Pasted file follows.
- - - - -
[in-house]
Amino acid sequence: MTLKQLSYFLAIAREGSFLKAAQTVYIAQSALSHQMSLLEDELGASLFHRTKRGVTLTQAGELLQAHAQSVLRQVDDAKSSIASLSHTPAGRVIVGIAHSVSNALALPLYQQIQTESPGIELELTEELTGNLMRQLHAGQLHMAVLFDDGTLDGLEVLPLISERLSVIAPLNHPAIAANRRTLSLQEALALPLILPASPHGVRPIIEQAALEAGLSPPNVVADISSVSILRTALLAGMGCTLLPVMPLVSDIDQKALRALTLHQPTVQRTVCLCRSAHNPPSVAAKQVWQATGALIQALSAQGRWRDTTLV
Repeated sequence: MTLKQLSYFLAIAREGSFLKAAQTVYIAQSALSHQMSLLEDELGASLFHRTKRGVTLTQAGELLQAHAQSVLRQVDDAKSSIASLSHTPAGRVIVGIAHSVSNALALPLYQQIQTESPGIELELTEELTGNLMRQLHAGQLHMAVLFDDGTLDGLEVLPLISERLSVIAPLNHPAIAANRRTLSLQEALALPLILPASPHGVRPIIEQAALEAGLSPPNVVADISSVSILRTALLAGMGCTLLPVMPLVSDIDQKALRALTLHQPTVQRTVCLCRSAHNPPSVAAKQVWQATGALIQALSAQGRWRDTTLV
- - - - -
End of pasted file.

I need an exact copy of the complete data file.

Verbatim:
[in-house]
Amino acid sequence: MTLKQLSYFLAIAREGSFLKAAQTVYIAQSALSHQMSLLEDELGASLFHRTKRGVTLTQAGELLQAHAQSVLRQVDDAKSSIASLSHTPAGRVIVGIAHSVSNALALPLYQQIQTESPGIELELTEELTGNLMRQLHAGQLHMAVLFDDGTLDGLEVLPLISERLSVIAPLNHPAIAANRRTLSLQEALALPLILPASPHGVRPIIEQAALEAGLSPPNVVADISSVSILRTALLAGMGCTLLPVMPLVSDIDQKALRALTLHQPTVQRTVCLCRSAHNPPSVAAKQVWQATGALIQALSAQGRWRDTTLV
Repeated sequence: MTLKQLSYFLAIAREGSFLKAAQTVYIAQSALSHQMSLLEDELGASLFHRTKRGVTLTQAGELLQAHAQSVLRQVDDAKSSIASLSHTPAGRVIVGIAHSVSNALALPLYQQIQTESPGIELELTEELTGNLMRQLHAGQLHMAVLFDDGTLDGLEVLPLISERLSVIAPLNHPAIAANRRTLSLQEALALPLILPASPHGVRPIIEQAALEAGLSPPNVVADISSVSILRTALLAGMGCTLLPVMPLVSDIDQKALRALTLHQPTVQRTVCLCRSAHNPPSVAAKQVWQATGALIQALSAQGRWRDTTLV